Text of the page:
3. J. Kakande, A. Bogris, R. Slavik, F. Parmigiani, D. Syvridis, P. Petropoulos, and D. J. Richardson, “First demonstration of all-optical QPSK signal regeneration in a novel multi-format phase sensitive amplifier,” in 2010 36th European Conference and Exhibition on Optical Communication (ECOC) (2010), postdeadline paper 3.3, pp. 1-3.
  4. J. Kakande, A. Bogris, R. Slavik, F. Parmigiani, D. Syvridis, P. Petropoulos, D. Richardson, M. Westlund, and M. Sköld, “QPSK phase and amplitude regeneration at 56 Gbaud in a novel idler-free non-degenerate phase sensitive amplifier,” in Optical Fiber Communication Conference, OSA Technical Digest (CD) (Optical Society of America, 2011), paper OMT4.
  5. R. Tang, J. Lasri, P. S. Devgan, V. Grigoryan, P. Kumar, and M. Vasilyev, “Gain characteristics of a frequency nondegenerate phase-sensitive fiber-optic parametric amplifier with phase self-stabilized input,” Opt. Express13(26), 10483–10493 (2005). [CrossRef] [PubMed]
  6. R. Slavík, F. Parmigiani, J. Kakande, C. Lundström, M. Sjödin, P. A. Andrekson, R. Weerasuriya, S. Sygletos, A. D. Ellis, L. Grüner-Nielsen, D. Jakobsen, S. Herstrøm, R. Phelan, J. O’Gorman, A. Bogris, D. Syvridis, S. Dasgupta, P. Petropoulos, and D. J. Richardson, “All-optical phase and amplitude regenerator for next-generation telecommunications systems,” Nat. Photonics4(10), 690–695 (2010). [CrossRef]
  7. W. Imajuku, A. Takada, and Y. Yamabayashi, “Low-noise amplification under the 3 dB noise figure in high-gain phase-sensitive fibre amplifier,” Electron. Lett.35(22), 1954–1955 (1999). [CrossRef]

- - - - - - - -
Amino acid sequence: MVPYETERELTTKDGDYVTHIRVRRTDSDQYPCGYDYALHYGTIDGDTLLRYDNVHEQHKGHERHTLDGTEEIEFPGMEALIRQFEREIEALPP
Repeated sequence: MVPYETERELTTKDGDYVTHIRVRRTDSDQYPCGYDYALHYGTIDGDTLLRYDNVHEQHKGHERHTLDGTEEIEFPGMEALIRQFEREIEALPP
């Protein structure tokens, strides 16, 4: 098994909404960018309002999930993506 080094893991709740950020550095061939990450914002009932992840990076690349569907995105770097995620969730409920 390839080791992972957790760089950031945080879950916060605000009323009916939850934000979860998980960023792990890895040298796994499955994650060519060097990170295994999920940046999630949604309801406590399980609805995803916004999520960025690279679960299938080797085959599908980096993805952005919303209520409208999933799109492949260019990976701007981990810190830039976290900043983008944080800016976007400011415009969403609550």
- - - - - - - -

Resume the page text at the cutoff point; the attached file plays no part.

8. Y. Leng, C. J. Richardson, and J. Goldhar, “Phase-sensitive amplification using gain saturation in a nonlinear Sagnac interferometer,” Opt. Express16(26), 21446–21455 (2008). [CrossRef] [PubMed]
  9. K. A. Croussore and G. Li, “Phase-regenerative wavelength conversion for BPSK and DPSK signals,” IEEE Photon. Technol. Lett.21(2), 70–72 (2009). [CrossRef]
  10. S. Haykin and M. Moher, Analog & Digital Communications, 2nd ed. (Wiley, 2007).
  11. G. Talli and M. Adams, “Gain dynamics of semiconductor optical amplifiers and three-wavelength devices,” IEEE J. Quantum Electron.39(10), 1305–1313 (2003). [CrossRef]
  12. G. Talli and M. Adams, “Amplified spontaneous emission in semiconductor optical amplifiers: modelling and experiments,” Opt. Commun.218(1–3), 161–166 (2003). [CrossRef]
  13. J. Leuthold, M. Mayer, J. Eckner, G. Guekos, H. Melchior, and C. Zellweger, “Material gain of bulk 1.55 ?m InGaAsP/InP semiconductor optical amplifiers approximated by a polynomial model,” J. Appl. Phys.87(1), 618–620 (2000). [CrossRef]
  14. J. A. Nelder and R. Mead, “A simplex method for function minimization,” Comput. J.7, 308–313 (1965).
  15. C. F. C. Silva, A. J. Seeds, and P. J. Williams, “Terahertz span >60-channel exact frequency dense WDM source using comb generation and SG-DBR injection-locked laser filtering,” IEEE Photonics Technol. Lett. IEEE13(4), 370–372 (2001). [CrossRef]